04/02/10 216 W - + 5 - 2 Crash Trucks, Water Cannons, Mothballs


Midwest Airlines has returned to Raleigh-Durham International Airport. This morning's News & Observer has a photo by Takaaki Iwabu showing CFR 2 and CFR 3 spraying a salute the first returning flight. The airport fire department, named Raleigh-Durham International Airport Emergency Services, has three such trucks. They're Oshkosh T-3000 crash trucks, delivered in 2000. Two with two axles, and the big three-axle monster. They replaced older, refurbished Walter rigs that dated to 1970s. 

The accompanying News & Observer article has the headline "At RDU, the Water Cannons Come Out of Mothballs."  Lest anyone think that those crash trucks are remotedly underutilized, let's correct that perception. The airport rigs roll several times daily. Based on scanner traffic, it's a regular cycle of airport alerts, fire alarms, fuel spills, and other calls. Along with EMS responses, though those are handled-- if memory serves-- by their mini-pumper, a 2005 Ford/4 Guys. Readers, please expand as needed. The gang at the airport doesn't get nearly enough visibility compared to the other fire departments in the area.

And that's the best that we've got for your Friday morning. Playing language police to the News & Observer. What can we say, it's been a busy week at Blog Central.

[ Missing photo ]
Takaaki Iwabu / News & Observer photo





I herd someone say last year that they ran over 1000 calls.
079 - 04/02/10 - 08:31

I think the “mothballs” comment was referring to the salute(last one in 2007), but agree that it could have been worded better!
JA - 04/02/10 - 08:47

I’ve never heard of this type of salute before…how far does this practice date to??
HS - 04/02/10 - 09:57

@HS—The “Water Cannon Salute” is usually reserved for situations where (a) a longtime pilot is retiring (famous pilot Captain Sullenberger received the treatment at the beginning and end of his last flight) or (b) when an airline starts providing service at an airport.

Wikipedia has a limited article about the practice:
http://en.wikipedia.org/wiki/Water_salut..

Hope this helps!
Marshall Sherard KE4ZNR (Email) (Web Site) - 04/02/10 - 10:38

I forgot to mention: Captn Sullenberger’s last flight landed at Charlotte KCLT Airport. ATC Audio of the flight can be found at Liveatc.net (Along with audio from hundreds of other interesting flights).
Marshall Sherard KE4ZNR (Email) (Web Site) - 04/02/10 - 12:44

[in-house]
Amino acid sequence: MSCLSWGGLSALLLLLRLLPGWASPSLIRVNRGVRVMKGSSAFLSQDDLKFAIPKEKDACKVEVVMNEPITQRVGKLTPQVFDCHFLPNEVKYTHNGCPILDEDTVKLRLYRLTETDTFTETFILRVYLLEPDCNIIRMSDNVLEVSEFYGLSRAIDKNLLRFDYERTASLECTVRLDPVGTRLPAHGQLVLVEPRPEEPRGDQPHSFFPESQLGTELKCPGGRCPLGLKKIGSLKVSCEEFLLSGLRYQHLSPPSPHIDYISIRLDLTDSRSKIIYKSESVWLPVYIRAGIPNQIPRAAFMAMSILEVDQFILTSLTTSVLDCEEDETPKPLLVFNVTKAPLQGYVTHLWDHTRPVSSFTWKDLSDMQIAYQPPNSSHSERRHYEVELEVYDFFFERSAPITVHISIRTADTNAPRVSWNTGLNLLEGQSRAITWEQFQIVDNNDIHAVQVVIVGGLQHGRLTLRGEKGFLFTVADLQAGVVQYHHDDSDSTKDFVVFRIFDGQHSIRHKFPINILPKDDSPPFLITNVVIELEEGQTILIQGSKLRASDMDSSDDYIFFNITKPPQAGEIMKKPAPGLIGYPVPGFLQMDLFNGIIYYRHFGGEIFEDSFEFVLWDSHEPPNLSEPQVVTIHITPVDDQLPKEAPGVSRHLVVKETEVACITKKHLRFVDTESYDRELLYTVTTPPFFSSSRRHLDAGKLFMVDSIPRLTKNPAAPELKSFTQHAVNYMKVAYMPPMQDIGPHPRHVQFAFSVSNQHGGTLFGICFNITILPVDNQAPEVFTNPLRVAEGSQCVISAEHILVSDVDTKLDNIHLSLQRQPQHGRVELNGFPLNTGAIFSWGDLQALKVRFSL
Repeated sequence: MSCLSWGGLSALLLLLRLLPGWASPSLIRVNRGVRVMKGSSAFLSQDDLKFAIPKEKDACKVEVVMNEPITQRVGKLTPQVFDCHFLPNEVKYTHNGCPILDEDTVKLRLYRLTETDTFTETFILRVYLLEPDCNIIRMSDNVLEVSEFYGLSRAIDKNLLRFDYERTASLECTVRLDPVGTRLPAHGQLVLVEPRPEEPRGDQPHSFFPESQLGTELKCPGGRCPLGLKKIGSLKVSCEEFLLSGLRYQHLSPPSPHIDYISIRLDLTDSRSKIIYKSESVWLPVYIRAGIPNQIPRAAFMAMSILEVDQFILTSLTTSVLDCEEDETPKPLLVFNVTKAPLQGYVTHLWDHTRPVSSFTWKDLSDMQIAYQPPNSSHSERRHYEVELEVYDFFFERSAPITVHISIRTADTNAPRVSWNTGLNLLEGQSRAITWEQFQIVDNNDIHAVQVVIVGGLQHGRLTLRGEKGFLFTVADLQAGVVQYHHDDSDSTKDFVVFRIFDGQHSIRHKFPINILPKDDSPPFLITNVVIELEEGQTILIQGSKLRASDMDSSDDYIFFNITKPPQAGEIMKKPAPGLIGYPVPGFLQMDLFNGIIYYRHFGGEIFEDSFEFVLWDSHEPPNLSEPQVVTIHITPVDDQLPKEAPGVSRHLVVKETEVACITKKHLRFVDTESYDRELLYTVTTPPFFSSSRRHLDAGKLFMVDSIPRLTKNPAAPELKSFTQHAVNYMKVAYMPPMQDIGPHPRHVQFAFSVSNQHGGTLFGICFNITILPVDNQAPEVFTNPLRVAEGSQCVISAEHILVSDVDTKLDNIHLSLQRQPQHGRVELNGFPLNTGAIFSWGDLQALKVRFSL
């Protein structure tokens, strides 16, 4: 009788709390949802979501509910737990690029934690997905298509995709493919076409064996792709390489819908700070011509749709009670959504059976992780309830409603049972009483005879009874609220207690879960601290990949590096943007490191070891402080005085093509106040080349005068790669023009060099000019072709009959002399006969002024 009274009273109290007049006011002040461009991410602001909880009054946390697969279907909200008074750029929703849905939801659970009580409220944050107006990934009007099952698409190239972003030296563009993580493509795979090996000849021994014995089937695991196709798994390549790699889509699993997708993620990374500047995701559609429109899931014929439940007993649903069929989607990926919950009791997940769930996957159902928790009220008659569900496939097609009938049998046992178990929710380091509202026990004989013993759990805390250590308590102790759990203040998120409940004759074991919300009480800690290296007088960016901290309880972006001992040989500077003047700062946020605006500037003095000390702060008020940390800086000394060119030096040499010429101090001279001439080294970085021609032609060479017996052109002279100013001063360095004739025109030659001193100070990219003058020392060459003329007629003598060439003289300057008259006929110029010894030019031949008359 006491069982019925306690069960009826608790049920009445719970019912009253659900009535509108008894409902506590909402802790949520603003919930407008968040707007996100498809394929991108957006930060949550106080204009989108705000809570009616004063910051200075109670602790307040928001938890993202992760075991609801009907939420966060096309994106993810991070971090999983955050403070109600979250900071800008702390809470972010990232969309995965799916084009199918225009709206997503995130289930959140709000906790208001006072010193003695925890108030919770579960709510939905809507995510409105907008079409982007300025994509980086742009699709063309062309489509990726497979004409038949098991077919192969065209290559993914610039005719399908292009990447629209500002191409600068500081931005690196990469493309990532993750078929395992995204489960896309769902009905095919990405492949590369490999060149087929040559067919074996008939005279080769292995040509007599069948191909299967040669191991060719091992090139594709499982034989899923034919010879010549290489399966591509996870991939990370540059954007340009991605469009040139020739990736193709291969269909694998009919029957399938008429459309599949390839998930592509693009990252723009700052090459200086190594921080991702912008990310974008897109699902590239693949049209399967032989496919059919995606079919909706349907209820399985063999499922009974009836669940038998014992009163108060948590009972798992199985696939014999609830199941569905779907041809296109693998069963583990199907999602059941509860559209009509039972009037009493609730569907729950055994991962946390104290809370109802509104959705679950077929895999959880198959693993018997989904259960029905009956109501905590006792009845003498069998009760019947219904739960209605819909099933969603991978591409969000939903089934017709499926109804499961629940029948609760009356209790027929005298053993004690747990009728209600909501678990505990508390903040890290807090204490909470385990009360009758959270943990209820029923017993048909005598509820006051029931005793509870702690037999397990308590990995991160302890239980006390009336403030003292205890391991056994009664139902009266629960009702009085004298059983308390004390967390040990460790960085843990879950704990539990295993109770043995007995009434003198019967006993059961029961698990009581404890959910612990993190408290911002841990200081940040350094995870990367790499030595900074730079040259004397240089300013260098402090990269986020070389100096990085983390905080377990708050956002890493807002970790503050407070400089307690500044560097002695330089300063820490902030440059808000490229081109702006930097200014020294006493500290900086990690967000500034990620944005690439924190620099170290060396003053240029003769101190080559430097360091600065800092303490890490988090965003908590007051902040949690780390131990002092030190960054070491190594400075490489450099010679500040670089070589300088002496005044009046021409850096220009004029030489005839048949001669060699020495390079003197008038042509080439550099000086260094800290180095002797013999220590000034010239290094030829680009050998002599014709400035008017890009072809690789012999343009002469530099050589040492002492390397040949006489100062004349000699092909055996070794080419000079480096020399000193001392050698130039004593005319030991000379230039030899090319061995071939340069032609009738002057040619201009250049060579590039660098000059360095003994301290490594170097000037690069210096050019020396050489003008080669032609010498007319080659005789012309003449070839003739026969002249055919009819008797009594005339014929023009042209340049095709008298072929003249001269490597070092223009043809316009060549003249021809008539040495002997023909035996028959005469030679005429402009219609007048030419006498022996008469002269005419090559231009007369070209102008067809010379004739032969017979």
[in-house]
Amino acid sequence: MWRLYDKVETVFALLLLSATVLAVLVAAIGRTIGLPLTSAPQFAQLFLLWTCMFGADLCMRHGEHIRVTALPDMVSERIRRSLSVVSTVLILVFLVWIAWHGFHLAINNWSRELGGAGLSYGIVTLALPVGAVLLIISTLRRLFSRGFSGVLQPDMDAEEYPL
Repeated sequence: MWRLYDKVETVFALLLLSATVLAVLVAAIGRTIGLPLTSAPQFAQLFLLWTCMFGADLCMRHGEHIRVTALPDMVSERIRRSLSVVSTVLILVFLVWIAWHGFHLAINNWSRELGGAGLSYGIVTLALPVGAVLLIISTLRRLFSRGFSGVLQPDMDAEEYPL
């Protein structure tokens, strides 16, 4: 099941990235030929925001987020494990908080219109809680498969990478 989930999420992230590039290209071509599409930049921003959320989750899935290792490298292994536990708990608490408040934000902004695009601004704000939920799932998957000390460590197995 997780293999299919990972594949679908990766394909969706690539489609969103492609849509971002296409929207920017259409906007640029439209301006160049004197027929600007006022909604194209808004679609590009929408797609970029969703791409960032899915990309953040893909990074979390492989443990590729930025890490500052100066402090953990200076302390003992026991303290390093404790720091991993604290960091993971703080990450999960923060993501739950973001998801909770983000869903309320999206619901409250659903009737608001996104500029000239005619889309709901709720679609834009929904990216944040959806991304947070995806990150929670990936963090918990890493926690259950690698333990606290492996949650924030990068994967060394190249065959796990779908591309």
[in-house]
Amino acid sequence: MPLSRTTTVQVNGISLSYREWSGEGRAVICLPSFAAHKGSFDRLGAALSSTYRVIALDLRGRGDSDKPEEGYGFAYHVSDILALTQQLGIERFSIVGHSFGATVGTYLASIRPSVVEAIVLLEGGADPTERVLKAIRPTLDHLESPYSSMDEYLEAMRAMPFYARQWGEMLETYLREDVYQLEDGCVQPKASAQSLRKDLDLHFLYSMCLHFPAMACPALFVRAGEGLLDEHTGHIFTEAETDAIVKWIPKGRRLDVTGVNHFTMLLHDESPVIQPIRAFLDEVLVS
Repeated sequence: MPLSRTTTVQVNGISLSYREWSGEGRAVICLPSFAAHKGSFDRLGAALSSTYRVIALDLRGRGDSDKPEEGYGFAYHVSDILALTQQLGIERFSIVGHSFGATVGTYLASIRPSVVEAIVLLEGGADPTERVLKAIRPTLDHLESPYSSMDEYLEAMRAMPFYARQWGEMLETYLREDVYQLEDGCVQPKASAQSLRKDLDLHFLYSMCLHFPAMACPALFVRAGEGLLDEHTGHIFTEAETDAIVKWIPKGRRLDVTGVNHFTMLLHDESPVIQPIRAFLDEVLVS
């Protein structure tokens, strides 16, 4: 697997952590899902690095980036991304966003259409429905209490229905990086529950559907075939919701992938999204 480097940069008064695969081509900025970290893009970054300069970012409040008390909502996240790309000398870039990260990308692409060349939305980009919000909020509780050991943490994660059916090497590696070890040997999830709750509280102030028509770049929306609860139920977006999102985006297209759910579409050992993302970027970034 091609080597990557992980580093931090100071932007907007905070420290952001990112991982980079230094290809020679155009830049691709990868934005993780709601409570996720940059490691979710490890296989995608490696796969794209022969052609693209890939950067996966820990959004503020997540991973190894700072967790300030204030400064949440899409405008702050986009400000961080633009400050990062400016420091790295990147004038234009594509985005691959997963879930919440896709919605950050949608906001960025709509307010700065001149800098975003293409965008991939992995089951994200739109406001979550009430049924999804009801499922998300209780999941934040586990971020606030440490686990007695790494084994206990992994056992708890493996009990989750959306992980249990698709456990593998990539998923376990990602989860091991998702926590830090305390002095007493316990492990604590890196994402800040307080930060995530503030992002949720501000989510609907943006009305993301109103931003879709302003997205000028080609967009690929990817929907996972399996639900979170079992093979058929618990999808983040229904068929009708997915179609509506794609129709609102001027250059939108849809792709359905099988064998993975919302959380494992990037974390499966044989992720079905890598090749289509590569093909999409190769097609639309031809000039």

I remember RDU CFR doing this when the Hurricanes returned from winning the Eastern Conference Championship.
CFP 7021 - 04/03/10 - 10:04

I understand thy also do it for members of the miltary who die for their country.
Rob Mitchell - 04/03/10 - 10:23

Let me start with a word of thanks to all those who posted comments. The members of the RDU Airport Emergency Services certainly appreciate the kind words. I would however like to make the following corrections to comments made so far. First we do have three aircraft firefighting apparatus, two, CFR 2 and 3, are Oshkosh T-1500s, while CFR 4 is a T-3000. RDU ES responded to over 1900 calls last calander year, and they consisted as described above, alerts, fire alarms, medical calls, fuel spills, odor inestigations, the list goes on. The last water arch, as we like to refer to them was done, less then a month ago, for a returning hero. We perform these on a fairly regular basis, for military flights, retiring pilots, or as in this case, airline sponsored events. We are certainly proud of our involvement, and thank all of you who took notice.

The commentor is a Deputy Chief on the ES department
Joe - 04/03/10 - 11:38

1900 calls is alot for a single station dept. What are the staffing levels for trucks and do you meet or exceed iso guidelines? it would seem you would need at least 6 firefighters and two line officer (Lt.,Capt.)plus one district chief, and one ADIM. Chief. And a fire inspector maybe. that would put you at 10-11 personnel per shift. not bad
Firehose - 04/04/10 - 22:30

RDU operates with 6 staff per day (1-Deputy Chief, 1-Captain, 1-Lieutenant and 3-Engineers) plus Fire Chief 8-5 M-F.
[Smoketamer] - 04/06/10 - 13:15

Not knowing some of the updates, but, unless it has changed since I worked at RDU, ISO does not apply to airport CFR or ARFF departments. They fall under guidelines established by the FAA. And unless an ARFF chooses to get involved with ‘structural’ duties, then the FAA rules are all that apply. With the rules that applied during the 80s, we were required to have three trucks, based upon the formula that the FAA used at the time, which was based upon the length of the largest commercial aircraft that landed a specified number of times (seems like it was five or more). The rules specified we had to move so many gallons of water, so many gallons of foam concentrate, and so many pounds of dry chemical agent, to the mid-point of the farthest runway, in two or three minutes. Given the ‘technology’ of the day, we needed three trucks. We actually had four, so we could have been seen as exceeding the requirements. In concept, if all of that water, foam, and dry chemical could have been placed on one truck, we could have operated that way with a driver.

For a time when we became a full time fire department, we operated with three personnel per shift, one per truck. This satisfied the FAA requirements that each truck had to be capable of discharging at 80% capacity (or something like that) with only the driver on board. When we went to 24 hour shifts in the early 80s, we gained 2 per shift, which usually allowed four on duty due to sick and vacation leave.

There are a lot of CFR/ARFF departments across the country that operate like that with minimum equipment and manpower. Fortunately, those are few.

I am pretty sure that there have been some changes over the years, and Joe, or anyone else out at RDU, can update us.
DJ - 04/06/10 - 15:10



  
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